One in 10 free cashpoints has closed or switched to fee-paying after major changes to how the network is funded
Free cash machines are disappearing faster in poorer areas than they are in more affluent ones, according to a report.
Consumer group Which? says that those most reliant on cash and who can least afford to pay for withdrawals are facing charges or having to travel long distances to access their money for free.
Its analysis found that the most deprived areas across the UK saw a reduction of 979 free-to-use machines – equivalent to a 6% loss - in 2018.
This compares to just 223 free cashpoints – equivalent to 4% of their network of machines – in the least deprived areas.
The biggest losses were seen in poorer areas such as Birmingham Ladywood where 47 free machines have gone. This was followed by Bristol West (-40), Manchester Central (-36), Belfast South (-34), and Cardiff Central (-34).
Residents of Great Yarmouth have been left with a cashpoint network in which half of machines (49%) now charge a fee, with locals facing fees of up to £2.00 per transaction.
People living in towns and cities can lose cashpoints but still have reasonable access to free cash machines, but for those living in less-well served areas they are faced with no other option but to pay for withdrawals.
Data from LINK – the country’s largest ATM provider – shows that one in 10 free cashpoints has closed or switched to fee-paying after major changes to how the network is funded.
Which? chief executive Anabel Hoult and Natalie Ceeney, chair of the independent Access to Cash Review, have written to Chancellor Sajid Javid to implement a cash guarantee.
Jenny Ross, Which? money editor, says: “We know that people in more deprived communities tend to rely heavily on cash, so it’s deeply concerning that those who can least afford it are being hit with the extra burden of hefty fees to access their own money as free cashpoints close at an alarming rate.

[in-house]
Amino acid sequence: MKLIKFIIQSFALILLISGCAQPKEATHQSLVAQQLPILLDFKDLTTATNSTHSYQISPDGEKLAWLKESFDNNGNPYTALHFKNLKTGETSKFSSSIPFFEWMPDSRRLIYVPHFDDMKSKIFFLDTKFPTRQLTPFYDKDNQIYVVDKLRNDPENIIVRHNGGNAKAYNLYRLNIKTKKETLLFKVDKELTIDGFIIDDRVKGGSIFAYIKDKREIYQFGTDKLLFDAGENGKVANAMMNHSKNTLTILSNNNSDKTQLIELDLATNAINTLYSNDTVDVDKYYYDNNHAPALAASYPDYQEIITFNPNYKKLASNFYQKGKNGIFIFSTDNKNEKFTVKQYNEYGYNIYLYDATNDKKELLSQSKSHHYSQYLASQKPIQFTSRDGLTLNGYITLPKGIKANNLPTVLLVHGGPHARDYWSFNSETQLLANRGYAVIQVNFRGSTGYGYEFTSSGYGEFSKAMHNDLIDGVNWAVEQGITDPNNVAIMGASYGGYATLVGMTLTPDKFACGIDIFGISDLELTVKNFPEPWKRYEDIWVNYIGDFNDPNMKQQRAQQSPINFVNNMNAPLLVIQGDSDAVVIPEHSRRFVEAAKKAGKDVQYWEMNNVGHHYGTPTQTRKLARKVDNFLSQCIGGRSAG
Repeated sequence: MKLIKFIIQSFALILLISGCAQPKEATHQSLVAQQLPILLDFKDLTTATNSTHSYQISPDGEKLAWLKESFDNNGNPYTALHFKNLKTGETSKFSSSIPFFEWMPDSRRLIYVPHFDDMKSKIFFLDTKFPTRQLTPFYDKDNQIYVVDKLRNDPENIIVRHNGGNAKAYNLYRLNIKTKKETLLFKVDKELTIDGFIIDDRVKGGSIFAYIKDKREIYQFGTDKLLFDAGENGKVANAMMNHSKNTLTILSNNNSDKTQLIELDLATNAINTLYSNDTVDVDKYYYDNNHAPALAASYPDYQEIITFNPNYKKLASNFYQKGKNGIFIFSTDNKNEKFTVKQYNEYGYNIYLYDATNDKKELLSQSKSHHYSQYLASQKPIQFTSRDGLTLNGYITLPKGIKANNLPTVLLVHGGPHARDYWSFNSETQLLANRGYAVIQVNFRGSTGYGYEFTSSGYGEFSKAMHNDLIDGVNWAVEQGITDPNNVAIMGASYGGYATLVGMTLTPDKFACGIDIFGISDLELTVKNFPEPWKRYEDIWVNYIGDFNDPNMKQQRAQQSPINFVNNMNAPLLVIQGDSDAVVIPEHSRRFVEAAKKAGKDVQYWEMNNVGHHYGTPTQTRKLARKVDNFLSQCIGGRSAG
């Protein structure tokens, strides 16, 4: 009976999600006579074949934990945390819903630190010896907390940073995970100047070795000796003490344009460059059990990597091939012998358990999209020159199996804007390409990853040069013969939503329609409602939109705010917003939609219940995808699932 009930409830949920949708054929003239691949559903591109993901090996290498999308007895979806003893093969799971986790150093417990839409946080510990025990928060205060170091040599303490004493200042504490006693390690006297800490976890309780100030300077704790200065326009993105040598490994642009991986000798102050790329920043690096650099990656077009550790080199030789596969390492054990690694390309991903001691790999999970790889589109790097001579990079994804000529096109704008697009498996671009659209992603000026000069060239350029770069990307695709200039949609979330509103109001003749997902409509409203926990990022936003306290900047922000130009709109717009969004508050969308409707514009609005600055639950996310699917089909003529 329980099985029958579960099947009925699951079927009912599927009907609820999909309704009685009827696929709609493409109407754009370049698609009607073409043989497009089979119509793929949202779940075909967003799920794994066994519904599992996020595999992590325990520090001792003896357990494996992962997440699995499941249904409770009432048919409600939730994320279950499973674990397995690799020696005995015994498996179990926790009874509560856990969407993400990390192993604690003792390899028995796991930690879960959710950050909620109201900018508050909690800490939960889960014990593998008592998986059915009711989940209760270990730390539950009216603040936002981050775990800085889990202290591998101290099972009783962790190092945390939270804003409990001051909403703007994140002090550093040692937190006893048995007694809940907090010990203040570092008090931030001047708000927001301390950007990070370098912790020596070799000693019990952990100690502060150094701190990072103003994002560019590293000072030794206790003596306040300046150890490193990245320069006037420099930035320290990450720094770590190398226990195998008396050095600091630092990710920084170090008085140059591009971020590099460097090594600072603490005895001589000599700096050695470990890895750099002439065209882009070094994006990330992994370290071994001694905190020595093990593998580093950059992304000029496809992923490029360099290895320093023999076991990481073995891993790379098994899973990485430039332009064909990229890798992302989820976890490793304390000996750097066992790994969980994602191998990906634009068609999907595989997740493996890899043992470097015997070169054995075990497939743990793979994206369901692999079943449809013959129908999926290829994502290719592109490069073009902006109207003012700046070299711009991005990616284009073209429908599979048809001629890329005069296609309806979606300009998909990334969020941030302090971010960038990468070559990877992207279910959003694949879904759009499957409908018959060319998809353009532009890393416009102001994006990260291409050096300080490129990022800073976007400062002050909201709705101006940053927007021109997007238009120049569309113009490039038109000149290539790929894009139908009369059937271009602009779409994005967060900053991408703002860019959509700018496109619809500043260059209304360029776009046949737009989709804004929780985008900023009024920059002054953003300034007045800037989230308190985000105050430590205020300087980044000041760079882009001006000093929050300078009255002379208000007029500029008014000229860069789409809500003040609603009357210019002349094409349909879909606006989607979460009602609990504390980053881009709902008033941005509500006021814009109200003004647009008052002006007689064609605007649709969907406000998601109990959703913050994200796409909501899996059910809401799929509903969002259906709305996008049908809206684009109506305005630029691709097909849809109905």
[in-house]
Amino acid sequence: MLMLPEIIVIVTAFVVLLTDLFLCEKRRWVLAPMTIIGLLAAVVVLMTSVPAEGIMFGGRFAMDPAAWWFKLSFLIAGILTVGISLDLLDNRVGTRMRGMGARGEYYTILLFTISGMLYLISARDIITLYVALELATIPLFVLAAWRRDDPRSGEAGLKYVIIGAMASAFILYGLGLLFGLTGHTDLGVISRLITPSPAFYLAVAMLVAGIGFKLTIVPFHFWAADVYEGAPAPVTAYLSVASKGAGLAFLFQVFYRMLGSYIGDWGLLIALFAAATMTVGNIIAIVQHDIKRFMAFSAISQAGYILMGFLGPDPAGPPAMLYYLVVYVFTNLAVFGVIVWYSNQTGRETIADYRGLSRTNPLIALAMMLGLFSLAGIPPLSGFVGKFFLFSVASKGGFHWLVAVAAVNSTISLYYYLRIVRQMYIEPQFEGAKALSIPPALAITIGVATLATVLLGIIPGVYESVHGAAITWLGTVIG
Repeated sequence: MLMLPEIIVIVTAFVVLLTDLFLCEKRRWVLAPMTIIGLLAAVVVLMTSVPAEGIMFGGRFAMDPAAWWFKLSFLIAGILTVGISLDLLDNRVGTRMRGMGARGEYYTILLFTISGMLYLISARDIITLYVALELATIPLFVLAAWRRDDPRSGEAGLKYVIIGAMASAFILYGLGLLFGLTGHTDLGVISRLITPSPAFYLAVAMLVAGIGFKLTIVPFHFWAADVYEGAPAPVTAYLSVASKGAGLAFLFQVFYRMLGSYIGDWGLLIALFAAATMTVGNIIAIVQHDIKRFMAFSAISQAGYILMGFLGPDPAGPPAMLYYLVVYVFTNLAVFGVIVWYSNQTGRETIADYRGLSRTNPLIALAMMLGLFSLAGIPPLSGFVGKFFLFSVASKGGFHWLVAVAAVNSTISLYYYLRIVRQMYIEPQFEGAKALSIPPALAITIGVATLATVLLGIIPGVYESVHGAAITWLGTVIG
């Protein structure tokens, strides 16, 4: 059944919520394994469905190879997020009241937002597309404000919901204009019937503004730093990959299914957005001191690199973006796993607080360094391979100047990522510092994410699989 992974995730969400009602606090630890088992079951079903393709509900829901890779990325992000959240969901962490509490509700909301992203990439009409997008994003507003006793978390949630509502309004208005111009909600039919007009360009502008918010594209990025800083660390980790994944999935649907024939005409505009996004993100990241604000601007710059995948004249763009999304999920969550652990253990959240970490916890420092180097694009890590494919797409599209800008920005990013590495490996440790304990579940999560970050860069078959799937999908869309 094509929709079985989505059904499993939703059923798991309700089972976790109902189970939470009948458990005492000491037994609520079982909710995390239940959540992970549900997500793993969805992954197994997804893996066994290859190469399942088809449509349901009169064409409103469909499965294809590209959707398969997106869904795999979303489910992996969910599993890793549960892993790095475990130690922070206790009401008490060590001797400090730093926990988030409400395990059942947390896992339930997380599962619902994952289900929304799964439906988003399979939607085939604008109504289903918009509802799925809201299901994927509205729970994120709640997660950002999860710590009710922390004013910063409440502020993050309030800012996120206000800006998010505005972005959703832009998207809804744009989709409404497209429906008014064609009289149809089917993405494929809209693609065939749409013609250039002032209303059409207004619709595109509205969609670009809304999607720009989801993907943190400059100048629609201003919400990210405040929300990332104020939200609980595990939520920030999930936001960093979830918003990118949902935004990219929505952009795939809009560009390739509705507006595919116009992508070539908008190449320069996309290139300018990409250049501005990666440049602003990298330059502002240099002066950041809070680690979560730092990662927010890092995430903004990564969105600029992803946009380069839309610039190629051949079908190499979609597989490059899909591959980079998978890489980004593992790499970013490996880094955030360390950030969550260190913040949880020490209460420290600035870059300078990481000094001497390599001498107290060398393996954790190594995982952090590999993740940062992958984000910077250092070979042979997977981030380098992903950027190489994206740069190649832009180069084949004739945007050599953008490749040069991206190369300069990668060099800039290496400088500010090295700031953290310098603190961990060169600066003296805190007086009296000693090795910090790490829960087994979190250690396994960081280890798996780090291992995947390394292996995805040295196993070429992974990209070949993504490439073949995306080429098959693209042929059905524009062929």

“The government and regulators must urgently get a grip on these rapid changes to the cash landscape and guarantee people across the UK can continue to access this important payment method for as long as it is required.”
Protection for free machines
The news comes after LINK announced that funding would be made available to protect free cash machines.
John Howells, chief executive of LINK, says: "Which?’s report rightly points out that it is the less well-off and more remote parts of the country that are at growing risk of losing free cash access.”
He notes that the number of fee-paying cash machines, whilst up from the end of last year, is still the same as it was at the start of 2018, and a lot less than the all-time high in 2007.
Mr Howells adds: "No consumer should be forced to use a charging machine to access their cash. Whilst there are still 47,802 free-to-use ATMs across the UK, we are beginning to work with communities to re-introduce free ATMs in areas with poor cash access. We are keen to hear from more and to make sure no one is left behind.”
A Payment Systems Regulator spokesperson says: “It is important that banks engage closely with local communities and their customers to understand their needs for cash so that well designed and suitably tailored solutions can be put in place to meet those needs.